KON-TIKI is based on the real-life story of another odds-defying pioneer, Norwegian anthropologist Thor Heyerdahl, who sailed 4,300 miles across the Pacific in 1947 on a raft made of balsa wood. He hoped to prove that the Polynesian islands had originally been settled by people from South America rather than Southeast Asia, a theory that remains disputed despite his successful journey. Filmmakers Joachim Roenning and Espen Sandberg (MAX MANUS: MAN OF WAR) have now fashioned the trip into a narrative feature film, and the result is a rousing and provocative tale of survival and human achievement.
At first glance, it’s easy to imagine that KON-TIKI is Norway’s submission to the Oscars® simply because it contains so many elements Academy voters tend to reward — it’s a period piece about good-looking actors getting really dirty as they overcome nearly impossible odds. The marketing campaign might very well bill it as an “inspirational true story” about the “triumph of the human spirit” or something similarly clichéd. What makes the film so impressive is that while it is indeed both those things, it’s also much more than typical feel-good fluff. It would be easy to interpret Heyerdahl’s journey only as survivalist epic, the story of a few men versus the elements, but Roenning and Sandberg use that as a launching point to ask more complicated questions.
THE CENTRAL PARK FIVE
11/03/12 - Egyptian, 3:30 p.m.
11/05/12 - Chinese 2, 1:15 p.m.
By Paul Bradley
In a democratic society when a horrific crime happens, the appropriate response is to seek out the responsible party in order to bring about safe and certain justice. However, in a culture defined by class and racial divisions, democratic ideals can all too easily be perverted by paranoia and the machinations of those who profit from such divisions. In 1989 in New York City, five kids with a minority skin color and a lower economic lineage were portrayed as monsters and sacrificed to an institutional machine, robbing them of their youth.
Documentary legend Ken Burns and his daughter Sarah Burns, along with her husband David McMahon, have added an indispensable thread to the giant Burns tapestry of Americana by telling those five kids’ story in THE CENTRAL PARK FIVE. AFI FEST Now was privileged to sit in on a conversation with both Burns, McMahon and three of the five gentlemen: Yusuf Salaam, Raymond Santana and Korey Wise.
Burns, when asked exactly why he chose a contemporary story with race at the center, given the size and scope of his previous subjects, pointed out the inescapabilty of race in his work:
“Almost every film that we’ve done has touched on or come up against the question of race in America. The Civil War wouldn’t have happened without four million Americans being owned by other Americans. The finest moment in the history of baseball is when Jackie Robinson first plays on April 15, 1947. The only art form that Americans have created was created by a community that has an experience of being unfree in a supposedly free land — that’s Jazz music. I’ve done biographies of Jack Johnson, the first African American heavyweight champion.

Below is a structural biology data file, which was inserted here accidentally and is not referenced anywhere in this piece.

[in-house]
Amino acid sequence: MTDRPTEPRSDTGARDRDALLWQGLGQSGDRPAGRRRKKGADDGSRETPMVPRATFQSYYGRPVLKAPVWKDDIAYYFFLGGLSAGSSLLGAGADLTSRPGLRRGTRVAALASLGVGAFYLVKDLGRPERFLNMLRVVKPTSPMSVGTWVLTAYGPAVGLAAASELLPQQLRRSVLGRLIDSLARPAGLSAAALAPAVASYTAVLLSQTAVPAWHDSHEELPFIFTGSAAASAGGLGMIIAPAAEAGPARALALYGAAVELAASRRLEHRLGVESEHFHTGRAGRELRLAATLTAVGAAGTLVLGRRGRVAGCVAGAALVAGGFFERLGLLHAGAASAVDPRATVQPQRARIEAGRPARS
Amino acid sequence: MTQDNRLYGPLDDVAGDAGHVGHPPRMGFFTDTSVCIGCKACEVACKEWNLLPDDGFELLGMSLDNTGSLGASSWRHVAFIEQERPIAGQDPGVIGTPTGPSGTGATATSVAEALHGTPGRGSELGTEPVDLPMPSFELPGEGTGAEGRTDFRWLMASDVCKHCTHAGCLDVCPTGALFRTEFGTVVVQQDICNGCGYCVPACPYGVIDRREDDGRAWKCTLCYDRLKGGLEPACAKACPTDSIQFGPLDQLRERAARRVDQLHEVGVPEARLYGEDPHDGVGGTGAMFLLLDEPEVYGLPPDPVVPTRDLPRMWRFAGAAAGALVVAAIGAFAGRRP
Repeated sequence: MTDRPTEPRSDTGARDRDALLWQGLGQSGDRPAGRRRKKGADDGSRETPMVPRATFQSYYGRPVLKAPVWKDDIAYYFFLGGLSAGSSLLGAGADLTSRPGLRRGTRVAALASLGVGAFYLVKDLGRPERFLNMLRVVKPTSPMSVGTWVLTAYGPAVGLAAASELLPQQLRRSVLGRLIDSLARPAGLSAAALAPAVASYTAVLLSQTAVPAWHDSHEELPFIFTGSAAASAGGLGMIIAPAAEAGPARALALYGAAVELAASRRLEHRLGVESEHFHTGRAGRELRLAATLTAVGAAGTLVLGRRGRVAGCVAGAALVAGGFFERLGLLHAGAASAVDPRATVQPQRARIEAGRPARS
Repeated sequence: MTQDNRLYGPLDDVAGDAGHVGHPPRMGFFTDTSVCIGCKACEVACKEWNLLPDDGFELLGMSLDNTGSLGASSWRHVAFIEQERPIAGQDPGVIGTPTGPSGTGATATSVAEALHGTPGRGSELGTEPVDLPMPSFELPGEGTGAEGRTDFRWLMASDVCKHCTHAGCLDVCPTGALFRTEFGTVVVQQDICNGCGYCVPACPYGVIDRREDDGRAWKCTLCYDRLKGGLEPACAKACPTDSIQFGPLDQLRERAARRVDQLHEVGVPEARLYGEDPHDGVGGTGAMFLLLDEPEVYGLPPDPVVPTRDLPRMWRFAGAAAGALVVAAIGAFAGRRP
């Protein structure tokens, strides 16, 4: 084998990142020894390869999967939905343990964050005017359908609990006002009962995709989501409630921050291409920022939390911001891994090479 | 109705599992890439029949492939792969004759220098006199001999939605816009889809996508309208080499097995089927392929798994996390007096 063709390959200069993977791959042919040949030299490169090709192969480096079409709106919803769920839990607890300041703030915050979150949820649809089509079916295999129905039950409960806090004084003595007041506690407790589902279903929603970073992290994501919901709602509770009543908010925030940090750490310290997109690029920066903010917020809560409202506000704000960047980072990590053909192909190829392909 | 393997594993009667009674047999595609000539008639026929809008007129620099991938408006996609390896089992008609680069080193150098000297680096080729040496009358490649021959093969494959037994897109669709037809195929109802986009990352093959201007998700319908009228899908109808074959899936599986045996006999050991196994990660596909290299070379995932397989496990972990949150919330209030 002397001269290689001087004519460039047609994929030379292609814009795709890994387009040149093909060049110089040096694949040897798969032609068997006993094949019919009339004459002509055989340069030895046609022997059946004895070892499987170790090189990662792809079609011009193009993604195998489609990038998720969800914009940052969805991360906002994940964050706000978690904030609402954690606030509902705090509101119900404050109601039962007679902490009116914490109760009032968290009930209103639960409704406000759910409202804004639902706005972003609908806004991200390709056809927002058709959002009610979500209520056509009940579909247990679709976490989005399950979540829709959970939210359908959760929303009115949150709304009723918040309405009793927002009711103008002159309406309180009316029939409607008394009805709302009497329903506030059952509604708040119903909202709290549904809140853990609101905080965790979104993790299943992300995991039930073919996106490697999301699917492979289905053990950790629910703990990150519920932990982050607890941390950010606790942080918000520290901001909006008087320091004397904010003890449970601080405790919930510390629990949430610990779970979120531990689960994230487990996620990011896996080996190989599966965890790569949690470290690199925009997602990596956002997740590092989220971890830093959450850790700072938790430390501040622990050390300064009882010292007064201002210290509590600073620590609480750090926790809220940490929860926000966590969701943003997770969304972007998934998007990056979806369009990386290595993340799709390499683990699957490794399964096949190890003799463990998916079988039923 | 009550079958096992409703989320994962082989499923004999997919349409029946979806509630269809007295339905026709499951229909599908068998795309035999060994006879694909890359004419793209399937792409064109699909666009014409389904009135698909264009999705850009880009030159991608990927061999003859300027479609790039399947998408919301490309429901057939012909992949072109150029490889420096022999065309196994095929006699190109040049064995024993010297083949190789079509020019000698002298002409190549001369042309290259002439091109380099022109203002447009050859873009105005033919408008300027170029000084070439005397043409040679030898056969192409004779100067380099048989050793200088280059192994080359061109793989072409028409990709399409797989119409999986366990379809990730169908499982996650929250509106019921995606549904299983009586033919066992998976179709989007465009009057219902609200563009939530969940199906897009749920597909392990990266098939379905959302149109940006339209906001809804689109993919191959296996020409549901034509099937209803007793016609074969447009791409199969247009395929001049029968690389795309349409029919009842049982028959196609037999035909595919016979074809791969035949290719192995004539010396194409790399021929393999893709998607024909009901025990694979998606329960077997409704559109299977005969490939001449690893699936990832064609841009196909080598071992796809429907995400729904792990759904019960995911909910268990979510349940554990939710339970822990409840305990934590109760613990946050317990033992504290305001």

We did a biography of Thomas Jefferson, the author of our racial disease, who could sit there and distill a century of enlightenment thinking into one sentence that begins, ‘We hold these truths to be self-evident that all men are created equal,’ but oops, he owns more than a hundred human beings and doesn’t see the contradiction or the hypocrisy or the need to free any of them in his lifetime — and so set in motion the American narrative that’s dominated by the question of race.”
IN ANOTHER COUNTRY
11/04/12 - Chinese 5, 7:30 p.m.
By Samuel Anderson
Writer-director Hong Sang-soo gives the impression in his latest works of being capable of making films almost automatically. Such effortlessness can seem like a sign of a filmmaker going through the motions, and Hong does not exactly run from this danger, returning to similar territory with each film.
But to take this repetition as a sign of someone who has run out of ideas is to miss what makes Hong Sang-soo such a provocative, and essential, artist. It is not that he makes films simply for the sake of making films — though it seems he is never not making a film, having made five in the past four years and is apparently in post-production on another. Rather, making a film is for him an activity like eating or drinking; an activity ones takes up as a matter of living. It is not strictly an activity done for the sake of an audience, but it is a social activity, and in Hong’s films, there is an appeal to us as viewers to share in the experience in a unique way.
As his career has developed, and as he has sped up his production process by working on video, Hong has stripped his singular style down to its essential elements; to the point, precisely, where filmmaking can become something like a natural activity. This has brought out a new strand of playfulness in his work, of which IN ANOTHER COUNTRY is a prime example.
The film foregrounds its simplicity: a young woman is stuck in a small seaside town with her mother, both victims of her uncle’s unscrupulous financial dealings; she expresses her frustration by writing three short screenplays, each of which centers around a French woman visiting the town, and each of which plays out onscreen.